Music breaks through barriers in Solomons

Army musicians and the Royal Solomon Islands Police Force (RSIPF) band partnered during Exercise Coastwatchers recently.

CAPTION: WO1 Mick Beeton, from the 1st Field Regiment Band, leads the Solomon Islands Police Force band during a march-out parade for new recruits in Honiara. Story by Lieutenant Geoff Long. Photo by Corporal Jonathan Goedhart.

Warrant Officer Class One Mick Beeton, Bandmaster of the 1st Regiment, Royal Australian Artillery (1 Regt, RAA), band, and vocalist/ukulele player Private Kristen Ross-Munro, worked with the RSIPF band as part of the exercise.

They said nothing broke through cultural and language barriers better than music.

“It’s been great to work with the RSIPF band and learn about the role they play in the police force,” WO1 Beeton said.

   

“For Exercise Coastwatchers, our main focus has been to spend time with the RSIPF band to do some theory and practical training, as well as perform.”

The annual exercise series, designed jointly by the ADF and RSIPF, includes boats training, community engagement programs and humanitarian and disaster response planning exercises.

This year’s event – the first since 2019 because of COVID-19 restrictions – is being held in three phases. The last will be held in November.

One of the key goals for 1 Regt, RAA is to work with the RSIPF band capability ahead of the Pacific Games, which will be held in Solomon Islands for the first time in November next year.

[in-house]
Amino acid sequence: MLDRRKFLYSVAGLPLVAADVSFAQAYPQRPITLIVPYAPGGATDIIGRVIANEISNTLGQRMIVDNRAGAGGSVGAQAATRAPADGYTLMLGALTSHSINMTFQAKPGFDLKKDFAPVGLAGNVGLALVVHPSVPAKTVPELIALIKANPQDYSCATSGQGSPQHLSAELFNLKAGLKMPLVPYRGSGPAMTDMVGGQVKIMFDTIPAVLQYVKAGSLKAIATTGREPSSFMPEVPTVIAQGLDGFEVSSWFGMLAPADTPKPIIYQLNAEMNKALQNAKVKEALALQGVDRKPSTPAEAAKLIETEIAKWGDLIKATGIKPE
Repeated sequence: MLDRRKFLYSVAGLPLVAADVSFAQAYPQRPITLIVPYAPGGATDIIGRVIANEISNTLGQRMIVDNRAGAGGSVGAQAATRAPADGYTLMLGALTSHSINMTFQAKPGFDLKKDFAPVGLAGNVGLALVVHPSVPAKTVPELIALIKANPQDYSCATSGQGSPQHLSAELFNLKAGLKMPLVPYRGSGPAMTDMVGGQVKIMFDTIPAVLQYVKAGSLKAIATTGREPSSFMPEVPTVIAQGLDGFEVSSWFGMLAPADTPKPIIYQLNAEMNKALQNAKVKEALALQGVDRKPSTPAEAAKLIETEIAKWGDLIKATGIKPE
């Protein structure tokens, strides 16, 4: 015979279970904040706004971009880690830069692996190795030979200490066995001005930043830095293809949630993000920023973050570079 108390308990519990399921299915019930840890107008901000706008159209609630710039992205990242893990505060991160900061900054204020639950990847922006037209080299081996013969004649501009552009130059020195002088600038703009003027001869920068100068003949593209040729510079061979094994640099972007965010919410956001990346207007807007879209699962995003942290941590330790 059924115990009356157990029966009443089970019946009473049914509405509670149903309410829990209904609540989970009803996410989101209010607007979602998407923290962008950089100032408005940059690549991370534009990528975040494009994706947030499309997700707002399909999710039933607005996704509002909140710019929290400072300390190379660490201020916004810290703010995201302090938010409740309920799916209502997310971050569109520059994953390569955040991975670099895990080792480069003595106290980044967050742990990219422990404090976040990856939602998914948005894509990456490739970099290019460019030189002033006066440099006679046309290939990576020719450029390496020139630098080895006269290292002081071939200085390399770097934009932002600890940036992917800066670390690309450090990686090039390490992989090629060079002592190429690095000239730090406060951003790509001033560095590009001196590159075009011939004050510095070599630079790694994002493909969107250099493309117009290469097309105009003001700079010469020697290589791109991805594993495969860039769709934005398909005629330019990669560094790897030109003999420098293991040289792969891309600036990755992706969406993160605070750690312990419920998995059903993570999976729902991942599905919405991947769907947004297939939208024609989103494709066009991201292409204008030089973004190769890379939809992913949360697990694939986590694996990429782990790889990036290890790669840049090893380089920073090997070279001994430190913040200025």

As well as specific skills training in the classroom, the 1 Regt, RAA musicians have performed with the Solomon Islands police in a number of street parades and march-out ceremonies.

Again, the common language of music has made the job easier, according to WO1 Beeton.

“Integrating with the police band has been a real pleasure. The signals they use are the same as we use back home, so it’s been a real treat to perform with these men and women down the main street of Honiara,” he said.

The 1 Regt, RAA band members have also been involved in a range of community engagement activities, performing in towns and churches.

For Private Ross-Munro, the ukulele proved a secret weapon when it came to connecting with communities.

“Everyone can join in and relate to the ukulele. It’s a relaxed and fun instrument,” Private Ross-Munro said.

“Getting out to the villages also shows the communities that Australia is engaged in the country and willing to create relationships for the long term.”

The two band members are planning to build on their work later in the year during the final phase of the exercise series in November.

“For Coastwatchers 3, we hope to continue the foundation training we’ve started here and hopefully we can also get a few of the police band members back to Australia to do some of our promotion courses, to continue their growth and development as musicians,” WO1 Beeton said.


 
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